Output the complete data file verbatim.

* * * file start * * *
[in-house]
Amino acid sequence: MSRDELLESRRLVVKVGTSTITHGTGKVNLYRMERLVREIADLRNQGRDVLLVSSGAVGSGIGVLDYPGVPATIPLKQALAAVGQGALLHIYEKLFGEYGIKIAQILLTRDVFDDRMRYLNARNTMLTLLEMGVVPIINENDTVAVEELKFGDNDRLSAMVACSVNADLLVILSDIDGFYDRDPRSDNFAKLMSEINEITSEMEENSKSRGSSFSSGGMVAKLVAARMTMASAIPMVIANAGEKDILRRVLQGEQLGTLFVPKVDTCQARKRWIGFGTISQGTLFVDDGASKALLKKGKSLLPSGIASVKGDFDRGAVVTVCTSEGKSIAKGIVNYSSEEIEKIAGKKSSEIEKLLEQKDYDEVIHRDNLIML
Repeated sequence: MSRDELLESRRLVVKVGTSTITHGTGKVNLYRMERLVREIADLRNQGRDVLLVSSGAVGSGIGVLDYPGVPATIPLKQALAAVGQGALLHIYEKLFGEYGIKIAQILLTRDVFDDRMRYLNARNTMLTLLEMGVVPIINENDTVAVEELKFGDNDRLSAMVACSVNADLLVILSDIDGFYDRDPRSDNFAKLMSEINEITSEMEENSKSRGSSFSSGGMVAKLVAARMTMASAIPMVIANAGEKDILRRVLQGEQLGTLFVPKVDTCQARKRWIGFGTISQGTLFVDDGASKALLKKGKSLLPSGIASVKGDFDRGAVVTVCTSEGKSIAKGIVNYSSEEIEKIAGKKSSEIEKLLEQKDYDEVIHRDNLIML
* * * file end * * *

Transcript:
[in-house]
Amino acid sequence: MSRDELLESRRLVVKVGTSTITHGTGKVNLYRMERLVREIADLRNQGRDVLLVSSGAVGSGIGVLDYPGVPATIPLKQALAAVGQGALLHIYEKLFGEYGIKIAQILLTRDVFDDRMRYLNARNTMLTLLEMGVVPIINENDTVAVEELKFGDNDRLSAMVACSVNADLLVILSDIDGFYDRDPRSDNFAKLMSEINEITSEMEENSKSRGSSFSSGGMVAKLVAARMTMASAIPMVIANAGEKDILRRVLQGEQLGTLFVPKVDTCQARKRWIGFGTISQGTLFVDDGASKALLKKGKSLLPSGIASVKGDFDRGAVVTVCTSEGKSIAKGIVNYSSEEIEKIAGKKSSEIEKLLEQKDYDEVIHRDNLIML
Repeated sequence: MSRDELLESRRLVVKVGTSTITHGTGKVNLYRMERLVREIADLRNQGRDVLLVSSGAVGSGIGVLDYPGVPATIPLKQALAAVGQGALLHIYEKLFGEYGIKIAQILLTRDVFDDRMRYLNARNTMLTLLEMGVVPIINENDTVAVEELKFGDNDRLSAMVACSVNADLLVILSDIDGFYDRDPRSDNFAKLMSEINEITSEMEENSKSRGSSFSSGGMVAKLVAARMTMASAIPMVIANAGEKDILRRVLQGEQLGTLFVPKVDTCQARKRWIGFGTISQGTLFVDDGASKALLKKGKSLLPSGIASVKGDFDRGAVVTVCTSEGKSIAKGIVNYSSEEIEKIAGKKSSEIEKLLEQKDYDEVIHRDNLIML